Grant Thornton has warned large and medium sized enterprises whose accounting
periods begin on or shortly after 1 January 2006, that time is running out to
meet the accounting requirements set out
20 for share-based payments.
The requirement initially introduced in 2005 applied only to listed
companies, however, this is the first time non-listed companies will have to
meet the requirements set out by the
Accounting Standards Board.
The requirements stipulate that companies who make share-based payments to
their employees, or other parties, must recognise an expense for these payments
in their profit and loss account. This is done by using an option pricing model
which reflects the fair valuation of those options at the date of grant.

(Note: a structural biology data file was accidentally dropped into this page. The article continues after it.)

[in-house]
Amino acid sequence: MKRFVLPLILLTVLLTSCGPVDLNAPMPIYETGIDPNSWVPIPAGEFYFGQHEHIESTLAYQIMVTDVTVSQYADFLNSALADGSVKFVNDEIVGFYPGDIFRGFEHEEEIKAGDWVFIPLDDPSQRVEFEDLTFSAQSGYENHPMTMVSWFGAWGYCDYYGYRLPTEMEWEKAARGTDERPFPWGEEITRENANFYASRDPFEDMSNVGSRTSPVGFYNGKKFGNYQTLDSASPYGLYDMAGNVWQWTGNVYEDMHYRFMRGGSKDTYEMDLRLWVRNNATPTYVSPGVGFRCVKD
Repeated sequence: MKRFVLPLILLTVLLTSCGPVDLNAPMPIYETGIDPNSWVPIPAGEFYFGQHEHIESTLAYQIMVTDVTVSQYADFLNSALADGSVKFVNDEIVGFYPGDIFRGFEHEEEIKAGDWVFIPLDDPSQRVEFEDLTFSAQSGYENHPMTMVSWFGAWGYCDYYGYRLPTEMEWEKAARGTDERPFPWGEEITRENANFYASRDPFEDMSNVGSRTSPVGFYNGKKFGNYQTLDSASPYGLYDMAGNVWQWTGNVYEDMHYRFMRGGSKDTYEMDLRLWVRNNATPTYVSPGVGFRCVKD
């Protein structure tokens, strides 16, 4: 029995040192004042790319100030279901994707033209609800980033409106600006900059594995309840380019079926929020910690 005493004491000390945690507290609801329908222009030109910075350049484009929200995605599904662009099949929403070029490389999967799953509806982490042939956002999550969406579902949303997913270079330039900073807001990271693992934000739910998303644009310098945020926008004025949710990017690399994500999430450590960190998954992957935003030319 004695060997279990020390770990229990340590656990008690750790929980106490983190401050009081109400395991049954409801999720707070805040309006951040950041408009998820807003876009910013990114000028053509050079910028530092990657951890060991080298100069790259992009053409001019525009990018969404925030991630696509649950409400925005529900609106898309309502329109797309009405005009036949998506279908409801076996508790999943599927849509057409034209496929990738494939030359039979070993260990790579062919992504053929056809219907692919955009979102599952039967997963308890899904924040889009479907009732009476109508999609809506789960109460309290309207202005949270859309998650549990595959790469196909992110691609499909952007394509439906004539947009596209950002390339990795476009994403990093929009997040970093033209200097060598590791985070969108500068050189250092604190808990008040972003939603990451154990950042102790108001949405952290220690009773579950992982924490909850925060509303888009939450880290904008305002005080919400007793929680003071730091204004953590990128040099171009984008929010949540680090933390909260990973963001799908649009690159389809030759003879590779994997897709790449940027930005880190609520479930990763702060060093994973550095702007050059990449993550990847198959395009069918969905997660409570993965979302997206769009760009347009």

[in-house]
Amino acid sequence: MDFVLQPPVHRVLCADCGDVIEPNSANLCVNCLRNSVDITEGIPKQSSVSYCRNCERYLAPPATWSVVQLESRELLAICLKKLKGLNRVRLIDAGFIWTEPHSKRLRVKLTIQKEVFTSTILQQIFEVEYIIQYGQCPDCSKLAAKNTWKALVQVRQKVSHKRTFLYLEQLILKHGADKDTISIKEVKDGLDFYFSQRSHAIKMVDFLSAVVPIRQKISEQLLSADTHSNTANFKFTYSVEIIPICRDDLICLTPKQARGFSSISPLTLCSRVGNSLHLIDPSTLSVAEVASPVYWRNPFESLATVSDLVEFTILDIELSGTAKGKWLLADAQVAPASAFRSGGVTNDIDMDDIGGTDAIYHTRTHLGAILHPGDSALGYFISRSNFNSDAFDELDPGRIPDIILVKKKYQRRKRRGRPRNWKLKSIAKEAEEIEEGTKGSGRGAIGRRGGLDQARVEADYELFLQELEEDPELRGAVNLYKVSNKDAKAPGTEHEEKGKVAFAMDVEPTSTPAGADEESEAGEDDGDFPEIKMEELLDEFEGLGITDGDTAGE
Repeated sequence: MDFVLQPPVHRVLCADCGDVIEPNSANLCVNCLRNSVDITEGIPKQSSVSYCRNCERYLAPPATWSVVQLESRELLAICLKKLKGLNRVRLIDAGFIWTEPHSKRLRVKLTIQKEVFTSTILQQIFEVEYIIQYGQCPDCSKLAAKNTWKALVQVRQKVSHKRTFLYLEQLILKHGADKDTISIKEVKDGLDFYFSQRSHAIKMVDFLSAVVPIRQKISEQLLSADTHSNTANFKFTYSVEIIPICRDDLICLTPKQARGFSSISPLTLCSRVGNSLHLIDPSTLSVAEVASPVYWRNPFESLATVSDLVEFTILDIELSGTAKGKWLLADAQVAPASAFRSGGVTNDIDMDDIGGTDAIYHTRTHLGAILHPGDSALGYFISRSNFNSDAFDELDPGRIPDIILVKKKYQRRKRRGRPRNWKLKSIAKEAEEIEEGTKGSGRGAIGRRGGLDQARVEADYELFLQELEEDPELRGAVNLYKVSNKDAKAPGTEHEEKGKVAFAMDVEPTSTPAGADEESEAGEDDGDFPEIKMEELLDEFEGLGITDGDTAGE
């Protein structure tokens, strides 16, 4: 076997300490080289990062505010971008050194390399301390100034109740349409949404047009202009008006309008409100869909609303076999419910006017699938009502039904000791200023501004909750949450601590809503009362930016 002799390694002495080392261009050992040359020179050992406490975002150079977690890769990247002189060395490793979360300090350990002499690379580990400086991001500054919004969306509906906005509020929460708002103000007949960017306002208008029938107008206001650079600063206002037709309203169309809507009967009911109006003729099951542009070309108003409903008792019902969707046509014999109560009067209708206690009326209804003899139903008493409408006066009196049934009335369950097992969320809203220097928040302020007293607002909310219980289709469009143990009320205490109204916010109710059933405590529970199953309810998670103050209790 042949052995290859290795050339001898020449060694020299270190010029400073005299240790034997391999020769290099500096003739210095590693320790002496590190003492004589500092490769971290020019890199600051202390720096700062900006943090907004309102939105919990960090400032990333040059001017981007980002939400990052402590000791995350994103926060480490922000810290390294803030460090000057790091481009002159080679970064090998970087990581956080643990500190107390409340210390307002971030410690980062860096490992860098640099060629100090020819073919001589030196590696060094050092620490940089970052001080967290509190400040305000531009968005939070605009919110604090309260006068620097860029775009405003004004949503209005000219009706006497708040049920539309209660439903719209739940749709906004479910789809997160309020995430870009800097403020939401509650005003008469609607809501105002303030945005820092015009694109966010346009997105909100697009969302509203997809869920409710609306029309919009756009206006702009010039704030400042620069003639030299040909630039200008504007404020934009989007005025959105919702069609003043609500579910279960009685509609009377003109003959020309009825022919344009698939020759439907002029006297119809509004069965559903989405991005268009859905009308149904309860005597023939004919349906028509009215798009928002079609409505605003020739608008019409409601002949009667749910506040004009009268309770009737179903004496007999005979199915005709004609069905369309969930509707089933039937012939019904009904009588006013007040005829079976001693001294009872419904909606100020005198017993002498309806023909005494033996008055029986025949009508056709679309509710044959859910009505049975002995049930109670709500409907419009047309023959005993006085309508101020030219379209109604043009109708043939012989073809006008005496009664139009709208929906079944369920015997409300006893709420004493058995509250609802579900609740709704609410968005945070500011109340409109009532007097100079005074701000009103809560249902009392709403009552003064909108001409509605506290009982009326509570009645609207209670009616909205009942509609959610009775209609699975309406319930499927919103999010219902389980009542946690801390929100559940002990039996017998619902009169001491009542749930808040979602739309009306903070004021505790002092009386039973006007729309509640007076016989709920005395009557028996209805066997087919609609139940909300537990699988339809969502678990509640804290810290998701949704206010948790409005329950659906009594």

John Graham, life actuarial director within
Thornton’s Financial Markets Group said: ‘The difficulty for these
businesses is that this is the first time their financial directors or managing
directors will have to use these option pricing models.
‘Finding the necessary inputs for these models will produce unique problems
for unlisted companies as they are unlikely to have a history of the company’s
share price and so estimating the expected volatility of the share price will
potentially be difficult. They may not even have a share price at all until they
decide to issue such options to an employee.’
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